Hier folgen noch mal zwei Tutorials, die ich gern mag, wobei das erste eigentlich nur die Voraussetzung für das zweite ist. Was hab ich mir da – ohne Anleitung – schon die Zähne ausgebissen…
How to use Photoshop’s Pen Tool
Create a new work path and Create a new shape layer.
We will use the Create a new work path option as this the most commonly used. You can find these options in the top left hand corner of the Photoshop window.
Just like selection tools, the pen tool has several different options for the resulting path. The most commonly used is “add to path area”.
Take your pen tool and click on a blank canvas similar to what I have done below. Each time you click you create an anchor point.
Hold down Shft, move the mouse and click again. Holding down shift while making an anchor point creates it in a straight line with the last anchor point.
We can add and delete anchor points on the path we have created. Right click on the pen tool on the toolbar to reveal further tools. Use the Add and Delete Anchor Point Tool to do just that!
I used the Delete Anchor Point Tool to remove the forth anchor point.
Now, let’s look at the Convert Point Tool for curvature modification and moving anchor points.
With the convert point tool click and drag on the second anchor point. Without letting go, move the mouse around and see how it affects the curve. The line that is created is called the Tangent Line. The tangent line controls the curvature of the curve.
Holding down Ctrl click on the anchor point and move the mouse, see how this allows you to move the anchor point.
Click on one end of the tangent line and drag.
This breaks the tangent line in half and creates sharp path changes.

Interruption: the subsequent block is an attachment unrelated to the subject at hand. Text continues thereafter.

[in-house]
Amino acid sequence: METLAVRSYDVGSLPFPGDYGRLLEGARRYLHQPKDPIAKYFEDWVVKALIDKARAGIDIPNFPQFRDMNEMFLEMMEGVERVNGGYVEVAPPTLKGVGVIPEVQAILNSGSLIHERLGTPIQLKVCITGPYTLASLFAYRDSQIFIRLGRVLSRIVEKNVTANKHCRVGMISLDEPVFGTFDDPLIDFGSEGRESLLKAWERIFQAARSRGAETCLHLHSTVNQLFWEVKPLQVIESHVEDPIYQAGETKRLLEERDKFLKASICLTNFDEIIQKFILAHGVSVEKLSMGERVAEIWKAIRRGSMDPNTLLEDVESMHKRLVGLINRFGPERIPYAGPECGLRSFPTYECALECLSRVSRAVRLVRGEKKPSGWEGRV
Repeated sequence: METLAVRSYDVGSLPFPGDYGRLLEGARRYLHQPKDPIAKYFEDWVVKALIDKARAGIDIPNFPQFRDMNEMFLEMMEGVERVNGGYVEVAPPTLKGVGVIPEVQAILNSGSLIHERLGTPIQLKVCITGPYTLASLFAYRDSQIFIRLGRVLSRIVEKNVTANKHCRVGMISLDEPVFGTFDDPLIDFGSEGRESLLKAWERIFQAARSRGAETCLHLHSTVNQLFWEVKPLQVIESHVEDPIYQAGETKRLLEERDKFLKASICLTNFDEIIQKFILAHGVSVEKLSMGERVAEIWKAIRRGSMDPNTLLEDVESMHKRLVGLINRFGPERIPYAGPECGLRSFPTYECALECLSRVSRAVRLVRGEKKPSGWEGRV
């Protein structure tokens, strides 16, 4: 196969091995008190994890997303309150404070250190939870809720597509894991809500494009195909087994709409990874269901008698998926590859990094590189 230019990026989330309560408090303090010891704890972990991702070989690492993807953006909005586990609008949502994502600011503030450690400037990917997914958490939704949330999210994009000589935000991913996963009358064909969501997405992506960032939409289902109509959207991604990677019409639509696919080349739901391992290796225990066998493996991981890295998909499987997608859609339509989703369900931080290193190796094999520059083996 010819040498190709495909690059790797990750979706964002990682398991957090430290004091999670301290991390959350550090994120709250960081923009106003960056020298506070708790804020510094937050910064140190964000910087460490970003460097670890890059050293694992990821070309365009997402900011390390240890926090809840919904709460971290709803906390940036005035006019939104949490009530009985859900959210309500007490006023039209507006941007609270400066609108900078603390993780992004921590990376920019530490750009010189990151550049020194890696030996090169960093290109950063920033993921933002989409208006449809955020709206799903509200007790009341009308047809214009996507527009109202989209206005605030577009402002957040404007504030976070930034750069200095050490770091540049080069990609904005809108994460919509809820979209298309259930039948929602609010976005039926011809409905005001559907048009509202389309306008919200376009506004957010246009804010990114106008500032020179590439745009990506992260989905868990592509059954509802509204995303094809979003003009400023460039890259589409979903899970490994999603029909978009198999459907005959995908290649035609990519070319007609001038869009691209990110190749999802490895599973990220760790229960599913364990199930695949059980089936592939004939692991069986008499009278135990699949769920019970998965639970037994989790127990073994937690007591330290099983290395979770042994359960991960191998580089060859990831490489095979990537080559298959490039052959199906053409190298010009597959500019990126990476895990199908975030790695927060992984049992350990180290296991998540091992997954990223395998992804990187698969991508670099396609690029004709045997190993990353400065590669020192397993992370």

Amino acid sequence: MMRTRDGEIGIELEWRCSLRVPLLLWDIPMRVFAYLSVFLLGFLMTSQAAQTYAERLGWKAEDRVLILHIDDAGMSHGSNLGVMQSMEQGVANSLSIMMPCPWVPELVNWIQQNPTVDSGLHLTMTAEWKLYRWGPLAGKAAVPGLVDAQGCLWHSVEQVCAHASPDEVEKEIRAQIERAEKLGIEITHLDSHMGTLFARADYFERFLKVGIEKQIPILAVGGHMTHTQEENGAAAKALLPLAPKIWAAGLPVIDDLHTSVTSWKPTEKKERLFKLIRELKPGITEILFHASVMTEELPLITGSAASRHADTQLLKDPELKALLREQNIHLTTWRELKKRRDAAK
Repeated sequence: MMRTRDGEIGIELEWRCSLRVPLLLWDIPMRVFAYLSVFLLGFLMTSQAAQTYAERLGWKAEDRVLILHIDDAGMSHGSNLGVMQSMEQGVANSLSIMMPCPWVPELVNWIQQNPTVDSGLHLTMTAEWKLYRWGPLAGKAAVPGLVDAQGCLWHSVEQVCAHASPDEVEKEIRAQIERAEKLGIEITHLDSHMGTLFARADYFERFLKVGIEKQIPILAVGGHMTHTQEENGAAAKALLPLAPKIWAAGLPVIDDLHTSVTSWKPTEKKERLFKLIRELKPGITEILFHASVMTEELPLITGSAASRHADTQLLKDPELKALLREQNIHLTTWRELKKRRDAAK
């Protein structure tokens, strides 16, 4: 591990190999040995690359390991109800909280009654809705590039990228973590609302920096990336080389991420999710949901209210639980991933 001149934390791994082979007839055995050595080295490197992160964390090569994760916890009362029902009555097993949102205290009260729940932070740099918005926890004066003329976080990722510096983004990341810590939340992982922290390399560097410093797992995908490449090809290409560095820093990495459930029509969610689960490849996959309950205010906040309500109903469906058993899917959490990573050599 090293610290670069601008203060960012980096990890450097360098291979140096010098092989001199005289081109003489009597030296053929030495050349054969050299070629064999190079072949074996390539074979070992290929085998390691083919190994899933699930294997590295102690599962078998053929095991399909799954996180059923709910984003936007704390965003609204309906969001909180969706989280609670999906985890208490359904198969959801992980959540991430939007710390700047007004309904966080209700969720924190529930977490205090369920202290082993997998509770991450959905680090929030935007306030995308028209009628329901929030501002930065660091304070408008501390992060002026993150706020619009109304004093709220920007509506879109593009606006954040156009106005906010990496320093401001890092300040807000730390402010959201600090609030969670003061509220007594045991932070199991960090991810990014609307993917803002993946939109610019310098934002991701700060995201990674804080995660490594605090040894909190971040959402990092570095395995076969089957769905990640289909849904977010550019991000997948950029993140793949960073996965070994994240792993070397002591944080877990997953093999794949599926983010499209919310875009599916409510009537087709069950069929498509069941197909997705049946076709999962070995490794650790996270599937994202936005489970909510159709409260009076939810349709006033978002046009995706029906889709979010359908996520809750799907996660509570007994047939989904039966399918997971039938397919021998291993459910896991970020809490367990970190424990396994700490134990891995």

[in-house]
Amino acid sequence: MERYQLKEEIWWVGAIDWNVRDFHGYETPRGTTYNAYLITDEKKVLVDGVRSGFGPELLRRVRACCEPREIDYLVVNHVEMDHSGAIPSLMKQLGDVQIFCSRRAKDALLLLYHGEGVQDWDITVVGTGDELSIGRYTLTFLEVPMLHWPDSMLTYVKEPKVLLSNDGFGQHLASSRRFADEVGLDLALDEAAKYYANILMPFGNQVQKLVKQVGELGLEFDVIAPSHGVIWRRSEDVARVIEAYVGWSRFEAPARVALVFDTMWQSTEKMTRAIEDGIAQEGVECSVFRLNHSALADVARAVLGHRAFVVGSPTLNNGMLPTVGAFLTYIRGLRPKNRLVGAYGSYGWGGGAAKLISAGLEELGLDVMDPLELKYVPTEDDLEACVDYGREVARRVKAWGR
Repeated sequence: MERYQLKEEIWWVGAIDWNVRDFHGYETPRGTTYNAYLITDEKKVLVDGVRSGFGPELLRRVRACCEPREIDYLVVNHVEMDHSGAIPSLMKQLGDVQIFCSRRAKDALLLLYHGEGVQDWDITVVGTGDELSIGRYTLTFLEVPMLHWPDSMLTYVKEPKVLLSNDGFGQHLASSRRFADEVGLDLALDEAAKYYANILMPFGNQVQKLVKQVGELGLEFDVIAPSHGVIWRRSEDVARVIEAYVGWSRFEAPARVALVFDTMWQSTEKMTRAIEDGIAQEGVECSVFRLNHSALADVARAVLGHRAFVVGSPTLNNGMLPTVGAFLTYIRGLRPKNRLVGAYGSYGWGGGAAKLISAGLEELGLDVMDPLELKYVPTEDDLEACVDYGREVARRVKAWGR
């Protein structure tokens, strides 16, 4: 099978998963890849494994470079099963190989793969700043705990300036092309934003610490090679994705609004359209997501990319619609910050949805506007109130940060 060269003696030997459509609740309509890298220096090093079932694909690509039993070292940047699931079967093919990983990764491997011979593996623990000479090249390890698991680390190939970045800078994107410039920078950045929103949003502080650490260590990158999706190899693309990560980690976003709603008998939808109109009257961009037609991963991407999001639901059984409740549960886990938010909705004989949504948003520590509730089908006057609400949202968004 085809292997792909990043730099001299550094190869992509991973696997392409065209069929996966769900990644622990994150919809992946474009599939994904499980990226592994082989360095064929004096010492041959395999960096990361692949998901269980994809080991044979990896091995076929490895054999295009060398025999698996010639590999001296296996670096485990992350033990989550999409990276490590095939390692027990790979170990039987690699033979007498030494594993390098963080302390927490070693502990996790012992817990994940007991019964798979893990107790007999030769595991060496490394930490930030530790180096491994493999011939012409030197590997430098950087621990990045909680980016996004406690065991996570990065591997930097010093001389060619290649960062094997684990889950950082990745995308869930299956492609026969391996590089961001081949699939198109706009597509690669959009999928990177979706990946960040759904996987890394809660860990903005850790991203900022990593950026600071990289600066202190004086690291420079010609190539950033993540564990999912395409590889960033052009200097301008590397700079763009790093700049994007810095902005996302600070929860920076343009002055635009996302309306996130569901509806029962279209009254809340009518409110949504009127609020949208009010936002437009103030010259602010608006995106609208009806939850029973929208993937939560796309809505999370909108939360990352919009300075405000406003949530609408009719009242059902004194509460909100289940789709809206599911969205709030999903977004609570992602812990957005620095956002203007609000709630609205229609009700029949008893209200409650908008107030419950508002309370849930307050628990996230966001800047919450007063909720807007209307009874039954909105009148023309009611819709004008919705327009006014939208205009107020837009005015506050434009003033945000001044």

Move the entire path by selecting the Path Component Selection Tool from the toolbar and drag the path to a new location.
Delete your path by right clicking on the path and select Delete Path.
Finally I will briefly touch on another style of creating a path. With your pen tool create two anchor points however on the second click don’t let go, drag the click to create the tangent line. The tangent line will affect the next anchor point that you create. Try it out. I don’t use this technique because I find it slower but many do…use the technique that feels right for you.
So that’s the basics of Photoshop pen tool. Try the following exercises, cutting out an image and creating a custom shape, to practice your use of the pen tool.
Turn Photos of People into Line Art
Preparing the Layers
Open your photo in Photoshop. Rename the layer “original”.
If your picture is quite dark you will need to lighten it a little. The reason for this is that we will be tracing over the photo in black so we need to be able to see the lines we are creating clearly.
Adjust the Brighness of the photo
Image >> Adjustments >> Brightness/Contrast…
Duplicate the “original” layer. Rename this new layer “top”.
Create two more new layers. Place them under the “top” layer.
Fill the layer closest to the “original” layer white and rename it “background”.
Leave the other layer transparent and rename it “line art”
Turn the visibility OFF for the “background” and “top” layers.
Visibility ON for the “line art” and “original” layers and the “line art” layer is active. See image below.
(All this organisation will be explained soon).
We are now set to create the line art.
Brush Tool Settings